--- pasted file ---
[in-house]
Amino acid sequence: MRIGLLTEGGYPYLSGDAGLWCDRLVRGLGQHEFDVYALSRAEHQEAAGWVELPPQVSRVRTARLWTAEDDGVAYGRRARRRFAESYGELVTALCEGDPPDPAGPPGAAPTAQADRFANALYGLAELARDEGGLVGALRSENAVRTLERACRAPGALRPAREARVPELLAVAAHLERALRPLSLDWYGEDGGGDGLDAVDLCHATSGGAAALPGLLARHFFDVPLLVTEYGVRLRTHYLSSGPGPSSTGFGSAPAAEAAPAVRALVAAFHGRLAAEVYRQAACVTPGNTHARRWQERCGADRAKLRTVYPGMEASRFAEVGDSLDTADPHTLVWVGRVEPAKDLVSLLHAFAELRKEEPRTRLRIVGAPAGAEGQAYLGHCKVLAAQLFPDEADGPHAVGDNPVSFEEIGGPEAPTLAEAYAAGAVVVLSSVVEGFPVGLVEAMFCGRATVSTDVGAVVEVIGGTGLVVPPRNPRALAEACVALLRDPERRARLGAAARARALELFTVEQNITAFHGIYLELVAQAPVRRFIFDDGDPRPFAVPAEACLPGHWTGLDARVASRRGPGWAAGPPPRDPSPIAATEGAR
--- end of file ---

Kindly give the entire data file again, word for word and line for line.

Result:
[in-house]
Amino acid sequence: MRIGLLTEGGYPYLSGDAGLWCDRLVRGLGQHEFDVYALSRAEHQEAAGWVELPPQVSRVRTARLWTAEDDGVAYGRRARRRFAESYGELVTALCEGDPPDPAGPPGAAPTAQADRFANALYGLAELARDEGGLVGALRSENAVRTLERACRAPGALRPAREARVPELLAVAAHLERALRPLSLDWYGEDGGGDGLDAVDLCHATSGGAAALPGLLARHFFDVPLLVTEYGVRLRTHYLSSGPGPSSTGFGSAPAAEAAPAVRALVAAFHGRLAAEVYRQAACVTPGNTHARRWQERCGADRAKLRTVYPGMEASRFAEVGDSLDTADPHTLVWVGRVEPAKDLVSLLHAFAELRKEEPRTRLRIVGAPAGAEGQAYLGHCKVLAAQLFPDEADGPHAVGDNPVSFEEIGGPEAPTLAEAYAAGAVVVLSSVVEGFPVGLVEAMFCGRATVSTDVGAVVEVIGGTGLVVPPRNPRALAEACVALLRDPERRARLGAAARARALELFTVEQNITAFHGIYLELVAQAPVRRFIFDDGDPRPFAVPAEACLPGHWTGLDARVASRRGPGWAAGPPPRDPSPIAATEGAR